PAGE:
This really is a return to the 1970s and 1974 in many ways. May called a snap election as Britain was edging closer to ungovernability based on an ailing social and economic model. As with Heath's gamble, May's backfired but this time the circumstances are in reverse as Britain is leaving the European Union.

Britain's economy is already declining slightly due to political uncertainty and, should Brexit go chaotically, Labour could well be in a position to inherit the poisoned chalice of Brexit if it were to win a second election as did Harold Wilson in 1974. The debates back then were over whether Britain should have joined the EU in 1973.

This time there is no option to resolve them, as in 1975, as there won't be a second referendum. With a declining economy, divisions within Labour Party over the EU would open up about whether to backtrack on Brexit entirely if the social and economic promises are to be kept as it is thought the workers won't care about it any more.

This is a delusion. With Brexit hanging over both parties, the timescale of change for any social and economic end to austerity would be short and with the Tories abandoning it, there is no automatic guarantee why UKIP voters would trust Labour to deliver on Brexit as regards 'Leave meaning Leave', even if 'softly', if that means 'backsliding'.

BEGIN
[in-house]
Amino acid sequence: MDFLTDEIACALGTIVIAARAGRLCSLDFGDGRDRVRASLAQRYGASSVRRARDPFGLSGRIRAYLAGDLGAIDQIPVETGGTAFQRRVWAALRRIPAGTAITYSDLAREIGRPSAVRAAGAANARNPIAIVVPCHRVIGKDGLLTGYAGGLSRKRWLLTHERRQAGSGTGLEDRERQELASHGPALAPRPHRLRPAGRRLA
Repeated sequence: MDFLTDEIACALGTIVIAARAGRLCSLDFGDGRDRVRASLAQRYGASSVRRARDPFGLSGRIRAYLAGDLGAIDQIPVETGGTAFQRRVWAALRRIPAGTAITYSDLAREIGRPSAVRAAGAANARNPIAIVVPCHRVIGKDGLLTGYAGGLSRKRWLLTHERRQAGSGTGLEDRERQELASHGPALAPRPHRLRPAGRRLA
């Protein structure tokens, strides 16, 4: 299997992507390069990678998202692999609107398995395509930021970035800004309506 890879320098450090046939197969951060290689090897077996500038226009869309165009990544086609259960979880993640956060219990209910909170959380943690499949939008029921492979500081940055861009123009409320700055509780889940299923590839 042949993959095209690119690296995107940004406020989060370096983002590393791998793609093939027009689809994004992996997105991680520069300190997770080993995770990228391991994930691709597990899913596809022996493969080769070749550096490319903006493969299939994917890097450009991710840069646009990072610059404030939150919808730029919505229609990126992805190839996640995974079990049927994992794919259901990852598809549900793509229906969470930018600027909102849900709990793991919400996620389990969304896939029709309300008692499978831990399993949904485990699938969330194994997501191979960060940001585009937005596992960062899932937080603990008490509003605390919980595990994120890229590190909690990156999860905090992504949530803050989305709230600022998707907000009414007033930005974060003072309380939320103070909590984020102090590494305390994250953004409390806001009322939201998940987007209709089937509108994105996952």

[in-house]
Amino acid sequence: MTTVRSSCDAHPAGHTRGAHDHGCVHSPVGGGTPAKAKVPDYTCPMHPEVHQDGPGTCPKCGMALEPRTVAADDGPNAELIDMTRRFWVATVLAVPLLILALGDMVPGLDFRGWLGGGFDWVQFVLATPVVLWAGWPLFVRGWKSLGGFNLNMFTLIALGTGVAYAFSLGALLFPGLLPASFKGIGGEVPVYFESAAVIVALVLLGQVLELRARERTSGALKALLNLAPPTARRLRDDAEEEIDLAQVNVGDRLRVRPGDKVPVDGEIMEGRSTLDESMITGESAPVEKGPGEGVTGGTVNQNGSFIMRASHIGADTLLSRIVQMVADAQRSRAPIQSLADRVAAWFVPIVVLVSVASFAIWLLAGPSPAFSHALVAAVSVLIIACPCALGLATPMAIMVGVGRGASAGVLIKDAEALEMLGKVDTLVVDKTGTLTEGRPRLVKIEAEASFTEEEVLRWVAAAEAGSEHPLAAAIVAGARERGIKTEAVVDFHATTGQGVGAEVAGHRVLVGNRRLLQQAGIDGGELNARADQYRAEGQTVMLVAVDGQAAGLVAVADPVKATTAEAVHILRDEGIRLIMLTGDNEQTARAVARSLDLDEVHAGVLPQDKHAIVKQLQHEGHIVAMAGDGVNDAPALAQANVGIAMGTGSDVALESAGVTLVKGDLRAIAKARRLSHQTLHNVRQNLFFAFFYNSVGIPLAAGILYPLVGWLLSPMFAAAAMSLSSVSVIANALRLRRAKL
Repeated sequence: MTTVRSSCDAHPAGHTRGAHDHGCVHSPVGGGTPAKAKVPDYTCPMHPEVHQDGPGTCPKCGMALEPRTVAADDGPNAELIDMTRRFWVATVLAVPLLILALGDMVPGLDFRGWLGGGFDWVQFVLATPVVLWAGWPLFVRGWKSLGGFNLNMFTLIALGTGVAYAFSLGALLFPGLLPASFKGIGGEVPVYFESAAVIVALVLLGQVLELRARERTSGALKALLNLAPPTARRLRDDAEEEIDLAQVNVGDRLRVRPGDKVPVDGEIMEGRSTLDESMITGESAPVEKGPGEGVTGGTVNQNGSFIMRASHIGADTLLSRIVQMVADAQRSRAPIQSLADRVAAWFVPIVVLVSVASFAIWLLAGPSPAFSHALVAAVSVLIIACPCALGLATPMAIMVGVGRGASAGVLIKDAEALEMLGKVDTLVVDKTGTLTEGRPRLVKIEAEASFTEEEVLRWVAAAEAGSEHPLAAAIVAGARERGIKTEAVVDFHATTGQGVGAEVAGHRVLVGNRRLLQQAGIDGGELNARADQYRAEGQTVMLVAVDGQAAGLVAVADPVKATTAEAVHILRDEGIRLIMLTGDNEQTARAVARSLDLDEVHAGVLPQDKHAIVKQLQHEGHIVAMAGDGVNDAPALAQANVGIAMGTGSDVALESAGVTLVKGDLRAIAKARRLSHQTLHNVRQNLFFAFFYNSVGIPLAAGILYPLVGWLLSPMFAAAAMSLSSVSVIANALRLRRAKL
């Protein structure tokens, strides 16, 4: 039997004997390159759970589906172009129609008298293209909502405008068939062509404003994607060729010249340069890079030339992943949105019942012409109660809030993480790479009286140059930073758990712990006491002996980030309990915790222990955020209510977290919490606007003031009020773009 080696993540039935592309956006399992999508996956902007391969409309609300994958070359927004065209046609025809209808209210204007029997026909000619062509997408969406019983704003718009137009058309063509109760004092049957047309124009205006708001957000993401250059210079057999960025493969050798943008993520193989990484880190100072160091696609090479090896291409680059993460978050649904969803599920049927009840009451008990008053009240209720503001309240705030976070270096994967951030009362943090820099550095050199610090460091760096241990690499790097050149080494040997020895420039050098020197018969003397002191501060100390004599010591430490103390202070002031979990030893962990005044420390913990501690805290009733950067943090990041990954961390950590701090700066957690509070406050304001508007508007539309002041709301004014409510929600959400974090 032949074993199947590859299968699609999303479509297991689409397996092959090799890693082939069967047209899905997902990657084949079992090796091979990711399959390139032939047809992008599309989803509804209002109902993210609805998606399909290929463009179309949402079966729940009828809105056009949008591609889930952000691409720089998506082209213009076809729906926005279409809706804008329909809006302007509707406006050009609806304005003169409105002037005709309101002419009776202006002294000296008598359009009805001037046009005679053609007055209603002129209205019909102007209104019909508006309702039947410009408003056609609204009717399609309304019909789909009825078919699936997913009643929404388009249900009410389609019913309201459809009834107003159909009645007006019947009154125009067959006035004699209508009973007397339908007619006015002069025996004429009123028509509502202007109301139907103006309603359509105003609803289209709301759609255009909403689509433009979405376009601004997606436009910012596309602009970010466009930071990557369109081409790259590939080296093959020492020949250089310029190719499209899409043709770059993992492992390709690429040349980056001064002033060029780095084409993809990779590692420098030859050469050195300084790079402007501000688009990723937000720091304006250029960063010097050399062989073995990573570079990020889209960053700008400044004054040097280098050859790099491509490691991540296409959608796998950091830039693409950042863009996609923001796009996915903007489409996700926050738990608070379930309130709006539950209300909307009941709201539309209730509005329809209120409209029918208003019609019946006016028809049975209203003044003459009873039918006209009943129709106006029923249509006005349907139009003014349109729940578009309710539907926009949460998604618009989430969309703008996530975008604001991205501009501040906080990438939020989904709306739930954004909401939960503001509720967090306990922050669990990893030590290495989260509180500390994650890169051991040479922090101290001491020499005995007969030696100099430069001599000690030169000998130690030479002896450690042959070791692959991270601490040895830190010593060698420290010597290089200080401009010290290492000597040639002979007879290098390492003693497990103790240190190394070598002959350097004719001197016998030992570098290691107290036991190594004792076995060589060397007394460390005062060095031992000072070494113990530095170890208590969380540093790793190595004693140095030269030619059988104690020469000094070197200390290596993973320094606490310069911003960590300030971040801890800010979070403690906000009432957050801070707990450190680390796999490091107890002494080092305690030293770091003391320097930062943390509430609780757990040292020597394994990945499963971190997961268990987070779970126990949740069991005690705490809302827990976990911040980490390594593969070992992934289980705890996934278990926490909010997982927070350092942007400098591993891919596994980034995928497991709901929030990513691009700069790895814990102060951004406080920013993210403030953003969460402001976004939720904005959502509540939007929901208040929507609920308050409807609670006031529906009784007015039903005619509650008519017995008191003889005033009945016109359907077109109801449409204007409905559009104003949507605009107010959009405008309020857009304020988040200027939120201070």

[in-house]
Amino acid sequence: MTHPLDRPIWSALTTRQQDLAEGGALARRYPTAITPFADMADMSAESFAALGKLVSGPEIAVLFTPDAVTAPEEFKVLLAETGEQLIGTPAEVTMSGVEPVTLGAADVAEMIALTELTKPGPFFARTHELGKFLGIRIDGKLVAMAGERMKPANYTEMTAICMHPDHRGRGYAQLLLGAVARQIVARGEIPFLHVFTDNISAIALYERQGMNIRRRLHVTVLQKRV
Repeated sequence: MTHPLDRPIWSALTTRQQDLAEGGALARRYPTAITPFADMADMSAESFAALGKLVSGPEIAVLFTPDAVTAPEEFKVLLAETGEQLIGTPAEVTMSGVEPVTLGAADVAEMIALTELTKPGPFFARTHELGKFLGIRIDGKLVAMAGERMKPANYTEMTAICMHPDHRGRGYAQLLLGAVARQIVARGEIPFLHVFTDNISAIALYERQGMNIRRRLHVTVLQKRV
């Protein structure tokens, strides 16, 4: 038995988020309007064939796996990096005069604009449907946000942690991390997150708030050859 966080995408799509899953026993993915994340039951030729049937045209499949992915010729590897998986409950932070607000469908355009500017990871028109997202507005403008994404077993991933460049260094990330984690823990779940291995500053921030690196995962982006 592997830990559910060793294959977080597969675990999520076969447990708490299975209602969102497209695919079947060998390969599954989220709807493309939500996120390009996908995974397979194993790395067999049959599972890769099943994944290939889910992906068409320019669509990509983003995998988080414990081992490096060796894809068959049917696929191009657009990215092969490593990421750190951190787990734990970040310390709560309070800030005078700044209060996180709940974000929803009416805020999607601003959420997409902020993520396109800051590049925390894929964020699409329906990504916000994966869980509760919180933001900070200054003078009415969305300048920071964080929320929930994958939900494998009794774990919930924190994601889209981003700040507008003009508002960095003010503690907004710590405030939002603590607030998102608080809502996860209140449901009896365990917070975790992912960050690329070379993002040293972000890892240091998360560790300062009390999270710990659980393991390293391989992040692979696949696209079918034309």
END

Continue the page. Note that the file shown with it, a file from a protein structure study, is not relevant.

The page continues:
Anatol Lieven has argued that left wing nationalism would be the future in an EU where the federal project is disintegrating in favour of a shift back towards sovereign states. The question is whether Labour would hold its nerve or whether the PLP would want to scupper Brexit at the slightest sign of intransigence from the EU.

After all, if there is no guarantee a 'soft Brexit' with restrictions on freedom of movement is going to be on the table with a weak and unstable May, there is no reason why it would be with Corbyn's team either. The EU is dealing with a move to Leave on both sides and not with giving British electors a perfectly customised package.